How community engagement can help in a flood
The flooding in the UK during Christmas of 2015 has been truly saddening. Many people losing homes, livelihoods and irreplaceable mementoes. While the political world points fingers at one another they seem to forget that people, like you and I are caught up in all of this. Worst of all storm Frank is moving in as I write this on the 29th of December 2015. This is expected to bring more heavy rain and with that, more flooding. With the water courses already at capacity it is a prediction that will most likely come true.
On the 29th I was finally able to catch up with a few of my friends from the affected areas to get their thoughts on how they were coping and if I could offer help. First and foremost I’m happy to say everyone is well and safe.
The overwhelming message I received was that no one knew what was going on. There was no communication to tell people to evacuate. Or areas that were given a risk level in the morning, were revised later in the day and the residents didn’t get the updated message. For example, an area deemed as low risk just outside of Blackburn unexpectedly flooded. This left a young man with health issues marooned in his home with no idea what to do. “We were told it was safe and nothing more, we did not know what to do when the river burst its banks”. This is a story that is repeating its self over and over again.
It turns out the council did update the statement on the website but only after the street was under water.
It did not take long to find Tweets and Facebook messages from local authorities and even the Army either giving out critical information or requesting people to get in contact!
Needless to say, in the event of a situation like a wide spread flood trying to keep people up to date with what is going on via social media is not ideal. This is because firstly you cannot be sure that a person has read the message. Secondly using social media relies on a person looking at the feed or even being subscribed to it. And lastly there is limited control over the message. Some warnings or information was still being passed on long after the risk had subsided or escalated.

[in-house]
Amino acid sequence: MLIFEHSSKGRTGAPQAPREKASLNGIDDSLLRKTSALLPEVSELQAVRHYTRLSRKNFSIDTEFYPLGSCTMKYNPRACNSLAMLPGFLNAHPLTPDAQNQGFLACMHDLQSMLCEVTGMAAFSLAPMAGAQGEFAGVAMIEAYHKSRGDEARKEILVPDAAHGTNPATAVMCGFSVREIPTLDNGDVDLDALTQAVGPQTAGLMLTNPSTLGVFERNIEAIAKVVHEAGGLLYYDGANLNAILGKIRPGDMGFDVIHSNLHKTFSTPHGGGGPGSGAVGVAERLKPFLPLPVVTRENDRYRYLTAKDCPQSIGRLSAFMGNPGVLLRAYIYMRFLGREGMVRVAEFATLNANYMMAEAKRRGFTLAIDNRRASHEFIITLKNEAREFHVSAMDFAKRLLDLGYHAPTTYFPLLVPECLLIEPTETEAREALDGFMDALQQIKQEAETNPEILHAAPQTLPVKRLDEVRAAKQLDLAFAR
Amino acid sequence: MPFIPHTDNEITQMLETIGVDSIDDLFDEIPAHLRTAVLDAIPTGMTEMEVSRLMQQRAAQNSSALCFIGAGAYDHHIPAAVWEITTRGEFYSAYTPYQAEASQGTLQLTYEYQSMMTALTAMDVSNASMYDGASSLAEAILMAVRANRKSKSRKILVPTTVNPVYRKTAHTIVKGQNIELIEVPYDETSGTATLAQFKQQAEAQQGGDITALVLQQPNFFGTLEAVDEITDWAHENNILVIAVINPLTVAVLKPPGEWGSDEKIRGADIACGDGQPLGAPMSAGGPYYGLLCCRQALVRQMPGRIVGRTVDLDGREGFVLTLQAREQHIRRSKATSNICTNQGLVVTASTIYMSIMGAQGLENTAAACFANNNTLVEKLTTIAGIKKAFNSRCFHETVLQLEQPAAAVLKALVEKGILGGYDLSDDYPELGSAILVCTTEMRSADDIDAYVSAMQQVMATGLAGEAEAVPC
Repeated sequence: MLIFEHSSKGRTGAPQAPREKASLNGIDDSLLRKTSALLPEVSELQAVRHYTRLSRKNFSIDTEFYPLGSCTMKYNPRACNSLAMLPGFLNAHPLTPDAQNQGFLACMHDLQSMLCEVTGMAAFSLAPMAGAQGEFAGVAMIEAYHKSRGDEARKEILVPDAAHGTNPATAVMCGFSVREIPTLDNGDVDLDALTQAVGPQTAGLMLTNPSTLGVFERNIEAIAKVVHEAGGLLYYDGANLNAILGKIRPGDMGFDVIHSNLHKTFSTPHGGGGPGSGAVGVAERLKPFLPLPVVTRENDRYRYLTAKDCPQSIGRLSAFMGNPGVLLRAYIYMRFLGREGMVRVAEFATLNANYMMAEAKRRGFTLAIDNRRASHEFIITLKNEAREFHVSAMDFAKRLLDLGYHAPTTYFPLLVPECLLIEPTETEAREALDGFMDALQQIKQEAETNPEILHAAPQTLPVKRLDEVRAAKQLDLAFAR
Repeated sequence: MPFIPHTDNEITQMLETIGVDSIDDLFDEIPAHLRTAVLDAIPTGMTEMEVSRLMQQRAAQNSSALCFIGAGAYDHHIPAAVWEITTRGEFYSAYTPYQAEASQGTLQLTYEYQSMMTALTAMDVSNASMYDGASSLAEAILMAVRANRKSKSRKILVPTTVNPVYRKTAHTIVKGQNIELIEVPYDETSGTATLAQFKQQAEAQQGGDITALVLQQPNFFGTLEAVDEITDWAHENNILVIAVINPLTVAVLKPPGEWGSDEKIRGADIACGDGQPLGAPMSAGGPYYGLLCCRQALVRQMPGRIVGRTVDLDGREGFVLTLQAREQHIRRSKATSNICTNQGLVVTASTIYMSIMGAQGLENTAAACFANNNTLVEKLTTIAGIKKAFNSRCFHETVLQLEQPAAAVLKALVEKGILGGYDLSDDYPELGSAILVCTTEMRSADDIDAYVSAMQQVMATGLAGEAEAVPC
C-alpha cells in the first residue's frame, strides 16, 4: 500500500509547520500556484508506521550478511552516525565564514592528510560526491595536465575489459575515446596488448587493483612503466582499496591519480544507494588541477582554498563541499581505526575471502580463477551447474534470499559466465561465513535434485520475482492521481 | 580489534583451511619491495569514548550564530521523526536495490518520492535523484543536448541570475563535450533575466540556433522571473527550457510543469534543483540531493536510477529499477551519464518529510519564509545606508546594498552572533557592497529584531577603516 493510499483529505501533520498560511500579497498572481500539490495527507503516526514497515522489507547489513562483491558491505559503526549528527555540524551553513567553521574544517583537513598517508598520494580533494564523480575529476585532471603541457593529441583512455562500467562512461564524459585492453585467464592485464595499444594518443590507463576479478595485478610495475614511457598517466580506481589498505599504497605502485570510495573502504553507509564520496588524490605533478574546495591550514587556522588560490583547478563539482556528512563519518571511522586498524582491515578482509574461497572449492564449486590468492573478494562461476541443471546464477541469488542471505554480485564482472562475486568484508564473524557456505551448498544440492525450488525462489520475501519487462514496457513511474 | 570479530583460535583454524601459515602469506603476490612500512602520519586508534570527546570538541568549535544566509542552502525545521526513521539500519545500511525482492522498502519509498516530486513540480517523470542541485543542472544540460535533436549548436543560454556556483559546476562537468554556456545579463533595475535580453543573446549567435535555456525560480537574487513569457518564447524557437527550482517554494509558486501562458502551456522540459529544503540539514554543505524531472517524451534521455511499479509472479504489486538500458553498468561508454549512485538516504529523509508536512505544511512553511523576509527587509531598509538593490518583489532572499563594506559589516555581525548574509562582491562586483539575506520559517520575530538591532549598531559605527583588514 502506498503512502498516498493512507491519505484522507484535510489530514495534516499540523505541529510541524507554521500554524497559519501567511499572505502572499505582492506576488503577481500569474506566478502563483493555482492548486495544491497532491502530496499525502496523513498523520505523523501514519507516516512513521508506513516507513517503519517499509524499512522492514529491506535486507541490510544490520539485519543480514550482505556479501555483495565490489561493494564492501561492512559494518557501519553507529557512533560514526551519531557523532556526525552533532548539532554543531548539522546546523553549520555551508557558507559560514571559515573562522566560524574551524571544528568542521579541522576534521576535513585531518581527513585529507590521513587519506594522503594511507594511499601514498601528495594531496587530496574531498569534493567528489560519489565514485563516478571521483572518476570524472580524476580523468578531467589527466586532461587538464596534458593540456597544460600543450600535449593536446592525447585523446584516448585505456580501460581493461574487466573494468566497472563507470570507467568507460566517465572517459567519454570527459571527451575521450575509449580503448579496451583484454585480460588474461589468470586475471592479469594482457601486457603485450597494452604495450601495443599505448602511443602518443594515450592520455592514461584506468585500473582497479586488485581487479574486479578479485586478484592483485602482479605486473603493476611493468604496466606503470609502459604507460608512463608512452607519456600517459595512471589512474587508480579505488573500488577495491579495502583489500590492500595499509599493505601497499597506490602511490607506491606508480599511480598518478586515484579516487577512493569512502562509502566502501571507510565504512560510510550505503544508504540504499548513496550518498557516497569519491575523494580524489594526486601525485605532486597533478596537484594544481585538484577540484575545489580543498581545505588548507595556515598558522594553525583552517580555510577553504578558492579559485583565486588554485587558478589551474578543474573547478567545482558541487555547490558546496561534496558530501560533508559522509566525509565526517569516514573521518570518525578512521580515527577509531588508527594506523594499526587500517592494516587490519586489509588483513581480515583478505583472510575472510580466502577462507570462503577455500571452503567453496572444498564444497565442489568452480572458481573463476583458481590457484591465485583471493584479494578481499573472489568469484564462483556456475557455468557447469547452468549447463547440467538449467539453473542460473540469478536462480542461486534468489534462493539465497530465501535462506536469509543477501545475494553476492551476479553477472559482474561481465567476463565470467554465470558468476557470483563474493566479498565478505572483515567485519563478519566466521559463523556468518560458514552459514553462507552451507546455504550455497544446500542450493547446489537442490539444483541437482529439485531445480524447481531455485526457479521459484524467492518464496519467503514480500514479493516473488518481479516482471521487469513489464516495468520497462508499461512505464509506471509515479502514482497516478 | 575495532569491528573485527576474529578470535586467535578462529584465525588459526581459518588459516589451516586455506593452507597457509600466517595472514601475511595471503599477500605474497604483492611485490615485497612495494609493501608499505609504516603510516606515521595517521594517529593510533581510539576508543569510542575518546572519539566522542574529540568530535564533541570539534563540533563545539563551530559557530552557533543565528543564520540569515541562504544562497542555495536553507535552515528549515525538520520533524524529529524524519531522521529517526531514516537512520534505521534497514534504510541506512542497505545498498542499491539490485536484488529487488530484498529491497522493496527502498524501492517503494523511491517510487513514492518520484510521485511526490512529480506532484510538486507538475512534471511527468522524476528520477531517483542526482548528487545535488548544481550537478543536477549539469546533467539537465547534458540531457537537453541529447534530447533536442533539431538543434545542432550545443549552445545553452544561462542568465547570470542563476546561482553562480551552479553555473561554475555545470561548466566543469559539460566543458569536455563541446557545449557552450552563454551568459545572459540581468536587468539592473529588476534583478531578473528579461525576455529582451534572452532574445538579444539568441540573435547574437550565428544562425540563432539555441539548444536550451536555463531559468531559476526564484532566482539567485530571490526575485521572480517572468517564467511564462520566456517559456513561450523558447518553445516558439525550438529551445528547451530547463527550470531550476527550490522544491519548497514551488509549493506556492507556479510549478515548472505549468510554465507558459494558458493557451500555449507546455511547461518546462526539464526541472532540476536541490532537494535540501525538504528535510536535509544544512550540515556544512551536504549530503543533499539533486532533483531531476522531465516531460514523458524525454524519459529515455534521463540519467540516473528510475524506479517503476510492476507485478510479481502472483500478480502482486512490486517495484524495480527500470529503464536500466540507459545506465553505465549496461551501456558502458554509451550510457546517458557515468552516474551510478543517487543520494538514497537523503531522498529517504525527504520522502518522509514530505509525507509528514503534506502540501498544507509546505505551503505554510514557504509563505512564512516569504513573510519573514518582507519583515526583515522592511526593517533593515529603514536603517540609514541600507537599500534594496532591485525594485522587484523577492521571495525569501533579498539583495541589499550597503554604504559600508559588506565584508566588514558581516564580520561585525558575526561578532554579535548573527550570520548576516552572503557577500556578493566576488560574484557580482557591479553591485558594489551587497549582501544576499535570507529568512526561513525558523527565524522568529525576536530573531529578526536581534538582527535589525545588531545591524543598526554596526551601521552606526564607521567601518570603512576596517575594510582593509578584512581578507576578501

Having the ability to target an area with information via many modes from house phone, mobile, apps and social media allow information to be communicated in real time. This is something the USA does well from a local state giving out weather information to the manging the Boston bombing. Especially when it comes to being able to reach out and connect with those who are old, infirm or at risk. When it comes to community engagement we in the UK have a lot to learn from the USA.
Some examples of how the USA differs from the UK are as follows:
- Limited reliance on the media to communicate in a crisis.
- Social media is still used but it is not as the primary channel.
- Multi modal communication to individuals is used. SMS, Calls and apps.
- Community wide engagement and testing is routinely advertised and tested.
- A focus on community engagement allows communities to respond in concert with emergency services.
All of this sounds simple and truly it is, really the only thing we are missing in the UK is the drive and ambition to make our communities safer and more resilient.
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